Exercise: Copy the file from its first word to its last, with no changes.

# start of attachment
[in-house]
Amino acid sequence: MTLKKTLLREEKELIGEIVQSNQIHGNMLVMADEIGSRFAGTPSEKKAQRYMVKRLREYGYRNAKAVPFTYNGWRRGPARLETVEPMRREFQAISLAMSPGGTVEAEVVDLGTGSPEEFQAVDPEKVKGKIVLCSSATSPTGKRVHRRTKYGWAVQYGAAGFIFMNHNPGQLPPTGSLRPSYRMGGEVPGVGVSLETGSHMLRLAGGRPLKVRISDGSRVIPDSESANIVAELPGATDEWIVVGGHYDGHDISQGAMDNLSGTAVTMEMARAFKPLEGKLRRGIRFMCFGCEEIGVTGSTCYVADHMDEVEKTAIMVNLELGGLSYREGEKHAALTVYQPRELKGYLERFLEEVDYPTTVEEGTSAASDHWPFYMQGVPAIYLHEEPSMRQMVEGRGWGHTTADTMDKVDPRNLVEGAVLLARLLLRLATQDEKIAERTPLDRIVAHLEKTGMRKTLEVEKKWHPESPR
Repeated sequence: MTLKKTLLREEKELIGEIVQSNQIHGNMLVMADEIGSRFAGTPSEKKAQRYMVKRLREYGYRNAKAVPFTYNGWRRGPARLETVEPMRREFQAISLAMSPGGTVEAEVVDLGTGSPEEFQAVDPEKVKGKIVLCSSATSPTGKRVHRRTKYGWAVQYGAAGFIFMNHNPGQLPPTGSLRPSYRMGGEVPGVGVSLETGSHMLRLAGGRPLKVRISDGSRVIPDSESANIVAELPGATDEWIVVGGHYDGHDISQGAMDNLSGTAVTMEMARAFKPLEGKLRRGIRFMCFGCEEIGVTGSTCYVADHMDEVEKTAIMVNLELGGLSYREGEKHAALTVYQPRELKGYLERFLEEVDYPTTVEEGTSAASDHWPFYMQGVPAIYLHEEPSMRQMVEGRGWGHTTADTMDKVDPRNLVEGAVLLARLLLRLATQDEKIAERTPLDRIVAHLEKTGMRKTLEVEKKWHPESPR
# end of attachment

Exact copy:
[in-house]
Amino acid sequence: MTLKKTLLREEKELIGEIVQSNQIHGNMLVMADEIGSRFAGTPSEKKAQRYMVKRLREYGYRNAKAVPFTYNGWRRGPARLETVEPMRREFQAISLAMSPGGTVEAEVVDLGTGSPEEFQAVDPEKVKGKIVLCSSATSPTGKRVHRRTKYGWAVQYGAAGFIFMNHNPGQLPPTGSLRPSYRMGGEVPGVGVSLETGSHMLRLAGGRPLKVRISDGSRVIPDSESANIVAELPGATDEWIVVGGHYDGHDISQGAMDNLSGTAVTMEMARAFKPLEGKLRRGIRFMCFGCEEIGVTGSTCYVADHMDEVEKTAIMVNLELGGLSYREGEKHAALTVYQPRELKGYLERFLEEVDYPTTVEEGTSAASDHWPFYMQGVPAIYLHEEPSMRQMVEGRGWGHTTADTMDKVDPRNLVEGAVLLARLLLRLATQDEKIAERTPLDRIVAHLEKTGMRKTLEVEKKWHPESPR
Repeated sequence: MTLKKTLLREEKELIGEIVQSNQIHGNMLVMADEIGSRFAGTPSEKKAQRYMVKRLREYGYRNAKAVPFTYNGWRRGPARLETVEPMRREFQAISLAMSPGGTVEAEVVDLGTGSPEEFQAVDPEKVKGKIVLCSSATSPTGKRVHRRTKYGWAVQYGAAGFIFMNHNPGQLPPTGSLRPSYRMGGEVPGVGVSLETGSHMLRLAGGRPLKVRISDGSRVIPDSESANIVAELPGATDEWIVVGGHYDGHDISQGAMDNLSGTAVTMEMARAFKPLEGKLRRGIRFMCFGCEEIGVTGSTCYVADHMDEVEKTAIMVNLELGGLSYREGEKHAALTVYQPRELKGYLERFLEEVDYPTTVEEGTSAASDHWPFYMQGVPAIYLHEEPSMRQMVEGRGWGHTTADTMDKVDPRNLVEGAVLLARLLLRLATQDEKIAERTPLDRIVAHLEKTGMRKTLEVEKKWHPESPR